Posts Tagged ‘weight loss’

Martial arts and fitness

June 18th, 2012 No comments

It’s been a lo-o-o-ong time since there were any blog posts on this site. And honestly, it’s been about as long since I’ve seen the inside of a gym… let alone, stepped onto a treadmill or sat down at a machine of any other kind. My only regular exercise has been a daily walk with my dog. Walking is decent exercise, certainly but it is not enough to stay really fit as would be obvious to anyone who saw me at the beach.

So I’ve decided to pursue an interest in the martial arts and I’ll be joining a local club.

Why martial arts?

Martial arts is not only ideal for fitness but there are at least two other things I love about this idea:

The social aspect: fitness clubs often perpetuate the solitude of contemporary life. As it is, I work at home alone and I need a social outlet. However, I know that going to a fitness club is not going to meet the bill. People in clubs are generally tuned out on their iPods and if you talk to them you’re interrupting them. One of the reasons I found it easy to quit my gym membership was the fact that it had no benefits socially. I look forward to that being different if I get into a martial arts class.

Spiritual discipline. I’m a lapsed Catholic and one of the reasons for lapsing is that I studied Buddhism at several points in university. This is a much more logical philosophy than anything you’ll ever learn in catechism class. However, I never really pursued any of the mental disciplines other than very brief, sporadic forays into meditation. I look forward to learning more about Sil Lim Tao, Chum Kil and Biu Tze, as the local martial arts club promises on its website.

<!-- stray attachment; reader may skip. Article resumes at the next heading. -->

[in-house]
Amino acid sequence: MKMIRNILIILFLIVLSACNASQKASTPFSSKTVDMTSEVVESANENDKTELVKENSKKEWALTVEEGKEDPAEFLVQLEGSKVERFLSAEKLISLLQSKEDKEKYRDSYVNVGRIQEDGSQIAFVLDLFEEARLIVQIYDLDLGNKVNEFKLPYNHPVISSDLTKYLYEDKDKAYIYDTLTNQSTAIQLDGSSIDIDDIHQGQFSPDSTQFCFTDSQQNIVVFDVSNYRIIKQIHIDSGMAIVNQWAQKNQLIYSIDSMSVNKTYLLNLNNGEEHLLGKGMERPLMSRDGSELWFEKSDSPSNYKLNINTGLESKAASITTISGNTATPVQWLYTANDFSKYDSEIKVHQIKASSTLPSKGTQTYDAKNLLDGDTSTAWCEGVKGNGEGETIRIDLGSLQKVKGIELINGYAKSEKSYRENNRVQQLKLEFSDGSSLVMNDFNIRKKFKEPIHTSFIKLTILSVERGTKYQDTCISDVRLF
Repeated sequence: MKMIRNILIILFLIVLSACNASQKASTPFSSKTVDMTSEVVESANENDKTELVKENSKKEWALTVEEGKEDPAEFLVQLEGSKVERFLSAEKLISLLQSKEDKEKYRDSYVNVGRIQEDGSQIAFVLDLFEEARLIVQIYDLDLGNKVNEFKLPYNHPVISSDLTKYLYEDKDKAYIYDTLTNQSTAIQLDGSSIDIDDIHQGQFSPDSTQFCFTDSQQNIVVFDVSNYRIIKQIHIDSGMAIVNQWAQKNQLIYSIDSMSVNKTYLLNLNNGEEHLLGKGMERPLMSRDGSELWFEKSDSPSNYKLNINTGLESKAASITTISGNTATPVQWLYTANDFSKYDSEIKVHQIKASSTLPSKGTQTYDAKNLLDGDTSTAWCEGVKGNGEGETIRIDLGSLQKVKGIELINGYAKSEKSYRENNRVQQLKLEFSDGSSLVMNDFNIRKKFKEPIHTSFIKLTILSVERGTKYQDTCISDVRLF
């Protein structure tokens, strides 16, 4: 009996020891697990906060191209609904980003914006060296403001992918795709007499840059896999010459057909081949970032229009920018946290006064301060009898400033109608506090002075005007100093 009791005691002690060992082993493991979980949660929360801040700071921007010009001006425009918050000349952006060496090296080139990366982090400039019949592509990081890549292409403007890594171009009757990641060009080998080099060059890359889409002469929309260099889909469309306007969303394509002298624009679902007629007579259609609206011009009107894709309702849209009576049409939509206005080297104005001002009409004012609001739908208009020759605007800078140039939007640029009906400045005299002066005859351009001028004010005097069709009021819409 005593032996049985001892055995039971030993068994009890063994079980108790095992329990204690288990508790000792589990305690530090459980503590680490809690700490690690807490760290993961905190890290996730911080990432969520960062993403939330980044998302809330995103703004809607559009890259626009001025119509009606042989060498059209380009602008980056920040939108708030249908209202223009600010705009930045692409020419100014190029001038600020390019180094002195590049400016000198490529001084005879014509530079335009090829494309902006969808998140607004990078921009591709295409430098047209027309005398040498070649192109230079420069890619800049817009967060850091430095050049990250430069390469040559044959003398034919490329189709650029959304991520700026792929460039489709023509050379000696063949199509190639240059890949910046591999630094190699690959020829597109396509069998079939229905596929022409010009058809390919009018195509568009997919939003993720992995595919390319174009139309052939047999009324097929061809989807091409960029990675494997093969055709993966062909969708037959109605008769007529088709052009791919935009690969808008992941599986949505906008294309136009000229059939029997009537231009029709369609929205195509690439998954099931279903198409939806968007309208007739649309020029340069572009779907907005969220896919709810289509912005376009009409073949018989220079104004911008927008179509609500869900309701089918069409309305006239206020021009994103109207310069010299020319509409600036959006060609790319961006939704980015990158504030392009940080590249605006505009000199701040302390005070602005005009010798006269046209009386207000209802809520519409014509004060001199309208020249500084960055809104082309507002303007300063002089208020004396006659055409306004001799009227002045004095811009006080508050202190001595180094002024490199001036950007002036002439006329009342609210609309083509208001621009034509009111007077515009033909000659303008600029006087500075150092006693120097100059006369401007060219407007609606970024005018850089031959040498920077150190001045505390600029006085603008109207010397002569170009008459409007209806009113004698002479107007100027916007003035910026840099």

And of course, a third benefit is that I might actually learn some self-defence. Since I am generally averse to violence I don’t know the first thing about defending myself in a fight or against a mugging. You just never know when such knowledge might come in handy and it's gotta be a good thing to at least know some intimidating stances.

Health benefits and insurance
Aside from getting in shape, I wonder if my insurance company has any breaks for people into fitness. While this seems like a longshot, there are companies who have rewarded people with a lower BMI. I doubt that my company will offer any such breaks, though.

In any case, I’m looking forward to improving my fitness and health. It might even help
revive this blog with more new posts. Like this one.

Do Magazine Diets Sabotage Weight Loss?

July 26th, 2010 No comments

Some plans just don’t add up

I’m always a little confused when I read the details of weight loss plans that I find in popular health and fitness magazines. So I decided to crunch some numbers, and I was more than surprised with what I found.

Why popular weight loss plans concern me

Take this diet I saw in a fitness magazine. It probably sounds a lot like plans you’ve seen in similar publications. The first thing that made me uneasy was a recommended 1,400 calorie a day meal plan. No way, I thought, you don’t have to starve yourself to lose weight.

Now I’m no expert, but I’ve read what many of them have to say. Most women need a few hundred calories above or below 1,400 (it can vary by person) just so their vital organs function, which means brains, hearts, lungs, kidneys and more. If you don’t consume more calories than that basic amount you’ll be risking your health and likely setting yourself up for a failed attempt at weight loss.